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“It's almost like a manifest destiny: at some point there will be a critical mass of humanity in space.”

NASA’s former “space architect” Gary Martin is describing the possible colonization, and commercialization of resources, of the moon, Mars and beyond. Martin, now retired from NASA, spent decades investigating strategies for human spaceflight and for potentially sustainable space exploration based on commerce, industry and tourism. “The desire to explore drives humanity, and there is huge availability of resources in places that we can see with telescopes,” Martin says.  “And the more and more money it makes, the more opportunity there will be for everyone to get jobs.”

It’s an optimistic vision of the future. Multiple countries including China, India, Russia and the United States have expressed a desire to build a moon base. Meanwhile, private companies led by space entrepreneurs have been developing their own space tourism programs. The moon, asteroids and other planets may offer up a wealth of minerals and heavy metals that could one day be mined and sent back to Earth, while an economy may be powered by trade in food, fuel, and oxygen to and from our home planet. Such scenarios may seem far from realization, but they raise important questions about how space might eventually be carved up and how the space economy should be regulated—assuming it even can be. A group of researchers led by astrobiologist Pascale Ehrenfreund and space-policy expert Henry Hertzfeld at George Washington University argues that now is the time to hash out these issues, before it is too late.

“Humans have now been in space about six decades, and strangely there have been many more astronauts in space— more than 600 people — than there have been humans on the bottom of the ocean,” notes Ehrenfreund. Around 80 countries in the world have space agencies, while private industry is increasing competition. “The space sector has developed at an accelerated speed, so we can forecast that there might be settlements in the future and new societies on other celestial bodies, even if it will not be tomorrow,” she says.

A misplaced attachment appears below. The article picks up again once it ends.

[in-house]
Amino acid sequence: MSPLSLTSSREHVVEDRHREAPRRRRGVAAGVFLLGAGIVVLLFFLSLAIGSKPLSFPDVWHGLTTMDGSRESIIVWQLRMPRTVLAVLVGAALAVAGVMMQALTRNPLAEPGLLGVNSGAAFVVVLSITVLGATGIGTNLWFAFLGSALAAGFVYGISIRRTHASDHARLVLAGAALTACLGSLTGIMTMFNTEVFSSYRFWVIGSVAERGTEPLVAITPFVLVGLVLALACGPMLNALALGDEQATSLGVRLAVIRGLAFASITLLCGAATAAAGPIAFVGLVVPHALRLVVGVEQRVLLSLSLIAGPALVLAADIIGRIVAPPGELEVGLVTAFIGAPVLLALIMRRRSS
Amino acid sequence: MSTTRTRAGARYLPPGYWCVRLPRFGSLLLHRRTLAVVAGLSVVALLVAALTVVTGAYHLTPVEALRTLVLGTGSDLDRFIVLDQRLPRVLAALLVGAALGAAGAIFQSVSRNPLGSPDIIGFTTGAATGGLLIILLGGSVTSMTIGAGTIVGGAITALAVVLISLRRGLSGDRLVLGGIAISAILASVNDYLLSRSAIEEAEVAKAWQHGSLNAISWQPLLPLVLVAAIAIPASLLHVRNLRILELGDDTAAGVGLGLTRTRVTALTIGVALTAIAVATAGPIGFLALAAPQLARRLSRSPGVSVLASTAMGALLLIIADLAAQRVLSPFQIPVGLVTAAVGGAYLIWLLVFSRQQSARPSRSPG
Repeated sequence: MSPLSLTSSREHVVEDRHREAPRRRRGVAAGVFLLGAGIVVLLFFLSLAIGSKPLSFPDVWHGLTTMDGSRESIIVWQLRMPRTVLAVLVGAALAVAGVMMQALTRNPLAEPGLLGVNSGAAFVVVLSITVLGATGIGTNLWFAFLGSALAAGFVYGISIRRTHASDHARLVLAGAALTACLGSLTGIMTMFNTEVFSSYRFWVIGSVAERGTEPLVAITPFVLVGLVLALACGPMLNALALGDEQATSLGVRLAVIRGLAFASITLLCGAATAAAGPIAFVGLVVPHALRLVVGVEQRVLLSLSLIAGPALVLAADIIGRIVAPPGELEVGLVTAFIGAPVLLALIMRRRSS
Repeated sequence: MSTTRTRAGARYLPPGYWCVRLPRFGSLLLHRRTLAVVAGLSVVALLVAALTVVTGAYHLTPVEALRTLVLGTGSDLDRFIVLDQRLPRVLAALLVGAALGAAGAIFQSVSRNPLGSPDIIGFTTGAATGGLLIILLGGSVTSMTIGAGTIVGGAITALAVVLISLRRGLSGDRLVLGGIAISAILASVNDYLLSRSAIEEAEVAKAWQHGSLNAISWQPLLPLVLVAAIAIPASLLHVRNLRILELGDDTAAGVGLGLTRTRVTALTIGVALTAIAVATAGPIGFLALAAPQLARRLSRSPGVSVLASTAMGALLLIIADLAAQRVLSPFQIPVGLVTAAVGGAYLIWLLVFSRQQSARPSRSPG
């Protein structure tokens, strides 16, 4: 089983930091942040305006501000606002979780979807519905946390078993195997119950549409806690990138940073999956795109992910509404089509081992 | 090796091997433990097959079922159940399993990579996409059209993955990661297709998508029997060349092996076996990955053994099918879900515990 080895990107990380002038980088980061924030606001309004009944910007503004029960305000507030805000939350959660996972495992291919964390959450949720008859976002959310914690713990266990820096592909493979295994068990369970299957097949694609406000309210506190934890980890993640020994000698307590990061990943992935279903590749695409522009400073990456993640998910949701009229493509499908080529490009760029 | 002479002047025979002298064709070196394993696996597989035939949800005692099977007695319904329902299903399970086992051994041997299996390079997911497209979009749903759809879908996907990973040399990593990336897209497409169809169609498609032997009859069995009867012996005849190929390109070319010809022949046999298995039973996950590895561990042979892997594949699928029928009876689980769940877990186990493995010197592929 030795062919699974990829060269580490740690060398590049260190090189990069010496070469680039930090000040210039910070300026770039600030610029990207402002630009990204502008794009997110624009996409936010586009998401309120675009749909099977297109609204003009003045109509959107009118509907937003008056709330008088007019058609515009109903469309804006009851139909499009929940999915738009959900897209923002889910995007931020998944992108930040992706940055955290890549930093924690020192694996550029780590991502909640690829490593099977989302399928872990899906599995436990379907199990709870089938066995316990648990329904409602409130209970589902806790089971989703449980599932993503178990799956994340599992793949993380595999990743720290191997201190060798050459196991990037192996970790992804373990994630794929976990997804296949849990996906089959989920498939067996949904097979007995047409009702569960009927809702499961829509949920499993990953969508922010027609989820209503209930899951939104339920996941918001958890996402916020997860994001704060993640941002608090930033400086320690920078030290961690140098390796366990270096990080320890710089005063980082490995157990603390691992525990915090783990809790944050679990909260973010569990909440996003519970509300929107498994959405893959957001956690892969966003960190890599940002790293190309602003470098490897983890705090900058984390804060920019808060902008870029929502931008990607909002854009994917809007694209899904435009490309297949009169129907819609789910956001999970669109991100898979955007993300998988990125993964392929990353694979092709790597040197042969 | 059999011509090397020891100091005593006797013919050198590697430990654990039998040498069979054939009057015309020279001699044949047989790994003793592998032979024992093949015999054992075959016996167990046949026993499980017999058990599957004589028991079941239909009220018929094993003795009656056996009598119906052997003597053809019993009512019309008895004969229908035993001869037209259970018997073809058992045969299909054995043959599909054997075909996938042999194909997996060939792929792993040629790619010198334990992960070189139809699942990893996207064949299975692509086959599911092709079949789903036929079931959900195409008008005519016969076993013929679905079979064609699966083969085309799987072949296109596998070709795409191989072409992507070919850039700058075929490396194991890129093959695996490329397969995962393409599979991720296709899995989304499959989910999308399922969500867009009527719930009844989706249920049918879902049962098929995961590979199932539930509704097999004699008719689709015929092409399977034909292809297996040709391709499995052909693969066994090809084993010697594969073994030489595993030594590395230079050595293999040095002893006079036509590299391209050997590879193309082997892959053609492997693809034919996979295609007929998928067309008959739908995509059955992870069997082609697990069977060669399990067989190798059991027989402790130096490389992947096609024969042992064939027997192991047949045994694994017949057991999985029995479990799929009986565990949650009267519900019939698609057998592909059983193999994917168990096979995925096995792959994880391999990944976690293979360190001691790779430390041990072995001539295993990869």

Ehrenfreund trained in both molecular biology and astronomy, spurred on by an interest in possible life in the wider universe. “Some people said that I have a problem with dimensions—looking in both the microscope and in the telescope,” she laughs. Her new space-policy initiative, developed with Hertzfeld, aims to bring together experts from multiple countries and corporations through conferences and workshops to make policy suggestions that could be presented, for example, to the United Nations. In tandem, the project will include in-depth interviews and surveys to help gauge how future societies in space might take shape. 

“There are three major elements to this: international cooperation; the international governance or managing of space; and social aspects of civilisations in space, including ethics, religion and theology,”

says Hertzfeld. 

Hertzfeld brings decades-long expertise in space policy, having worked as an economist at NASA and also trained in law. The goals and limitations of future space programs will itself be a topic for discussion in these meetings, he notes. Within the US, individual states apply independently for spaceport licenses, motivated by the boosts to education and local job creation that go hand-in-hand with active space programs. Similarly, the European Space Agency is made up of multiple European countries, each with its own ambitions and agenda. “We can’t really talk effectively or accurately about regulations until we know what exactly we are regulating,” says Hertzfeld.

As things currently stand, space is regarded—like the oceans — as belonging to all humanity. “Every nation has free access to space, without discrimination,” says Hertzfeld. A number of UN treaties on outer space were passed, beginning in the late 1960’s, but, as Martin notes, the reasons nations had for agreeing to them were not wholly altruistic. “The Soviet Union and the U.S. didn’t know who was going to win the space race and they didn’t want the other country to claim the moon, so they signed.”